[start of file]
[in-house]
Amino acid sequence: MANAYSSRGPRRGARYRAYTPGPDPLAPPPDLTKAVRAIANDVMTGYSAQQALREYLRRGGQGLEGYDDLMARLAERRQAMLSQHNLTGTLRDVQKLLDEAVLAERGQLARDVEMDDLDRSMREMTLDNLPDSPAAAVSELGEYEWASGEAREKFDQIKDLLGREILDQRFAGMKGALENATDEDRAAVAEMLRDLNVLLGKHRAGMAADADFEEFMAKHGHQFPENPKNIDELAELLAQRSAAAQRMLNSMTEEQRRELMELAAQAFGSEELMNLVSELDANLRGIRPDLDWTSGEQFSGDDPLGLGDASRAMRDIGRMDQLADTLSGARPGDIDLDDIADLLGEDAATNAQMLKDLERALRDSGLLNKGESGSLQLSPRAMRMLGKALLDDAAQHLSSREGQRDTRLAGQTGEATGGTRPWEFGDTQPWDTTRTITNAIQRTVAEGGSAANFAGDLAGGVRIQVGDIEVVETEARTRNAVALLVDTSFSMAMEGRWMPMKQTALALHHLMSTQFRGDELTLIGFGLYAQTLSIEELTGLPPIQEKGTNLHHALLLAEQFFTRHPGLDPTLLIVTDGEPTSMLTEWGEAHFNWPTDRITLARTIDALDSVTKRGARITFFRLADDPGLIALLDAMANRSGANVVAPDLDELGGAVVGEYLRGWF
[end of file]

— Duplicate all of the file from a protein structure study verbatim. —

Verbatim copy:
[in-house]
Amino acid sequence: MANAYSSRGPRRGARYRAYTPGPDPLAPPPDLTKAVRAIANDVMTGYSAQQALREYLRRGGQGLEGYDDLMARLAERRQAMLSQHNLTGTLRDVQKLLDEAVLAERGQLARDVEMDDLDRSMREMTLDNLPDSPAAAVSELGEYEWASGEAREKFDQIKDLLGREILDQRFAGMKGALENATDEDRAAVAEMLRDLNVLLGKHRAGMAADADFEEFMAKHGHQFPENPKNIDELAELLAQRSAAAQRMLNSMTEEQRRELMELAAQAFGSEELMNLVSELDANLRGIRPDLDWTSGEQFSGDDPLGLGDASRAMRDIGRMDQLADTLSGARPGDIDLDDIADLLGEDAATNAQMLKDLERALRDSGLLNKGESGSLQLSPRAMRMLGKALLDDAAQHLSSREGQRDTRLAGQTGEATGGTRPWEFGDTQPWDTTRTITNAIQRTVAEGGSAANFAGDLAGGVRIQVGDIEVVETEARTRNAVALLVDTSFSMAMEGRWMPMKQTALALHHLMSTQFRGDELTLIGFGLYAQTLSIEELTGLPPIQEKGTNLHHALLLAEQFFTRHPGLDPTLLIVTDGEPTSMLTEWGEAHFNWPTDRITLARTIDALDSVTKRGARITFFRLADDPGLIALLDAMANRSGANVVAPDLDELGGAVVGEYLRGWF